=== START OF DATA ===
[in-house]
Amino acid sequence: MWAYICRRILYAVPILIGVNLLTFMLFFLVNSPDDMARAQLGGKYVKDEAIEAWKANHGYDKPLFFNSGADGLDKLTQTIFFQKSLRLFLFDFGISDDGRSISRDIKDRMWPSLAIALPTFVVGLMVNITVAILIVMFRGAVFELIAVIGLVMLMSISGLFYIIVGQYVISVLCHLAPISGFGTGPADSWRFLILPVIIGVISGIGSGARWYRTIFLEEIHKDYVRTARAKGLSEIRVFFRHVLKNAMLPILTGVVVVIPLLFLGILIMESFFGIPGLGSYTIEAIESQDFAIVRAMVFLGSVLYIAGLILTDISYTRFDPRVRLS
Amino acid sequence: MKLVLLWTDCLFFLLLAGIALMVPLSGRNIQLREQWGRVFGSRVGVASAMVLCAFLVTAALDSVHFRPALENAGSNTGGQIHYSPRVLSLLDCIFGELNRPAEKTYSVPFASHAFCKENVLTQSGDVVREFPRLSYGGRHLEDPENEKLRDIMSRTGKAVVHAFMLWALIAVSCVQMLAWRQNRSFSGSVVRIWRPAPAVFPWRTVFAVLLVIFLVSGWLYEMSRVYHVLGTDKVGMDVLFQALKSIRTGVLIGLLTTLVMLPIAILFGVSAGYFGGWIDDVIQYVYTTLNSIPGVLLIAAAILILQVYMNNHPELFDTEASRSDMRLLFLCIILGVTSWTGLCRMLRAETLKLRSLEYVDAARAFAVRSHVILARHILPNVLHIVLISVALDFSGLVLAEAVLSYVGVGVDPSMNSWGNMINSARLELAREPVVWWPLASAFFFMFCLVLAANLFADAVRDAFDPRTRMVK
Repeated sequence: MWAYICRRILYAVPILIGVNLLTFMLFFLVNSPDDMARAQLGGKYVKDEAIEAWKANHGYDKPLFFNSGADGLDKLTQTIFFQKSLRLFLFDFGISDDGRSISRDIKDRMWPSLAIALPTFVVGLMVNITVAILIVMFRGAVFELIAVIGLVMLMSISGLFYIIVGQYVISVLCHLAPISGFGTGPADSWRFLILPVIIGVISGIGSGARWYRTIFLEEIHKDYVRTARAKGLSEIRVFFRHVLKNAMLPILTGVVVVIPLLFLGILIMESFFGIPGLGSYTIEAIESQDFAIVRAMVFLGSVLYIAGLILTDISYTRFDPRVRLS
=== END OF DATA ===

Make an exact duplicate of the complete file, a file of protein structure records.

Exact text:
[in-house]
Amino acid sequence: MWAYICRRILYAVPILIGVNLLTFMLFFLVNSPDDMARAQLGGKYVKDEAIEAWKANHGYDKPLFFNSGADGLDKLTQTIFFQKSLRLFLFDFGISDDGRSISRDIKDRMWPSLAIALPTFVVGLMVNITVAILIVMFRGAVFELIAVIGLVMLMSISGLFYIIVGQYVISVLCHLAPISGFGTGPADSWRFLILPVIIGVISGIGSGARWYRTIFLEEIHKDYVRTARAKGLSEIRVFFRHVLKNAMLPILTGVVVVIPLLFLGILIMESFFGIPGLGSYTIEAIESQDFAIVRAMVFLGSVLYIAGLILTDISYTRFDPRVRLS
Amino acid sequence: MKLVLLWTDCLFFLLLAGIALMVPLSGRNIQLREQWGRVFGSRVGVASAMVLCAFLVTAALDSVHFRPALENAGSNTGGQIHYSPRVLSLLDCIFGELNRPAEKTYSVPFASHAFCKENVLTQSGDVVREFPRLSYGGRHLEDPENEKLRDIMSRTGKAVVHAFMLWALIAVSCVQMLAWRQNRSFSGSVVRIWRPAPAVFPWRTVFAVLLVIFLVSGWLYEMSRVYHVLGTDKVGMDVLFQALKSIRTGVLIGLLTTLVMLPIAILFGVSAGYFGGWIDDVIQYVYTTLNSIPGVLLIAAAILILQVYMNNHPELFDTEASRSDMRLLFLCIILGVTSWTGLCRMLRAETLKLRSLEYVDAARAFAVRSHVILARHILPNVLHIVLISVALDFSGLVLAEAVLSYVGVGVDPSMNSWGNMINSARLELAREPVVWWPLASAFFFMFCLVLAANLFADAVRDAFDPRTRMVK
Repeated sequence: MWAYICRRILYAVPILIGVNLLTFMLFFLVNSPDDMARAQLGGKYVKDEAIEAWKANHGYDKPLFFNSGADGLDKLTQTIFFQKSLRLFLFDFGISDDGRSISRDIKDRMWPSLAIALPTFVVGLMVNITVAILIVMFRGAVFELIAVIGLVMLMSISGLFYIIVGQYVISVLCHLAPISGFGTGPADSWRFLILPVIIGVISGIGSGARWYRTIFLEEIHKDYVRTARAKGLSEIRVFFRHVLKNAMLPILTGVVVVIPLLFLGILIMESFFGIPGLGSYTIEAIESQDFAIVRAMVFLGSVLYIAGLILTDISYTRFDPRVRLS